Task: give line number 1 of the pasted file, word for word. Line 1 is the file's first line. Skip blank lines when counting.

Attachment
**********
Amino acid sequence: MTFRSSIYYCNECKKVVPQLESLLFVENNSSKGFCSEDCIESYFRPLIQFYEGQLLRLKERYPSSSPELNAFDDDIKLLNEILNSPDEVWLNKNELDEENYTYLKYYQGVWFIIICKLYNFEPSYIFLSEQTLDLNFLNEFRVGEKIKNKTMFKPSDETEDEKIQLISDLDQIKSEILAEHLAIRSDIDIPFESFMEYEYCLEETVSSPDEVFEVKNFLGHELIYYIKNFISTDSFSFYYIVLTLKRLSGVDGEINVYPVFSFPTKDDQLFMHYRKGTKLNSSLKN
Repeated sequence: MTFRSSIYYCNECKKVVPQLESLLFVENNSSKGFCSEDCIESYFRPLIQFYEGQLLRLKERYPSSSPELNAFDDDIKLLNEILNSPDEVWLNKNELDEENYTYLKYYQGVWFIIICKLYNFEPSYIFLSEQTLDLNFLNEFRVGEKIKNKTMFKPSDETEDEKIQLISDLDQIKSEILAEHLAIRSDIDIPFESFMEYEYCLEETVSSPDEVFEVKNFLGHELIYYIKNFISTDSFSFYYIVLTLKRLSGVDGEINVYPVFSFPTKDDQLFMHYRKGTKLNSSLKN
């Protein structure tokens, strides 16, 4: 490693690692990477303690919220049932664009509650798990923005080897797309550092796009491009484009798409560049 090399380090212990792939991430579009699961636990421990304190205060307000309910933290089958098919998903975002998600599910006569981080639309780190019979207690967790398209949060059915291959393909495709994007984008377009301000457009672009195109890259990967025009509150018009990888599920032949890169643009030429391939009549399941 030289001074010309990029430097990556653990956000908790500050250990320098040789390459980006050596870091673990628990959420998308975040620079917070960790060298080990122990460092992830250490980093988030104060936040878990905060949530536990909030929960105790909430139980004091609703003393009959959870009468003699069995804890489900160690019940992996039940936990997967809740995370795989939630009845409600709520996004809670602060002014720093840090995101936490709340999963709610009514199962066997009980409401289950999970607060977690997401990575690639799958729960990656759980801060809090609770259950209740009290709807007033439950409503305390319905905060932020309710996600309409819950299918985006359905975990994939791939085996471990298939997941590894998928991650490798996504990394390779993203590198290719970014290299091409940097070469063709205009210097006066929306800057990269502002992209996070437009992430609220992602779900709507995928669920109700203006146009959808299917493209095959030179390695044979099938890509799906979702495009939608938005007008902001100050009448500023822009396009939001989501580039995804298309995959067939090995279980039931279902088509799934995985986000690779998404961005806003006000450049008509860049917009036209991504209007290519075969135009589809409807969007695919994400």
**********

Amino acid sequence: MTFRSSIYYCNECKKVVPQLESLLFVENNSSKGFCSEDCIESYFRPLIQFYEGQLLRLKERYPSSSPELNAFDDDIKLLNEILNSPDEVWLNKNELDEENYTYLKYYQGVWFIIICKLYNFEPSYIFLSEQTLDLNFLNEFRVGEKIKNKTMFKPSDETEDEKIQLISDLDQIKSEILAEHLAIRSDIDIPFESFMEYEYCLEETVSSPDEVFEVKNFLGHELIYYIKNFISTDSFSFYYIVLTLKRLSGVDGEINVYPVFSFPTKDDQLFMHYRKGTKLNSSLKN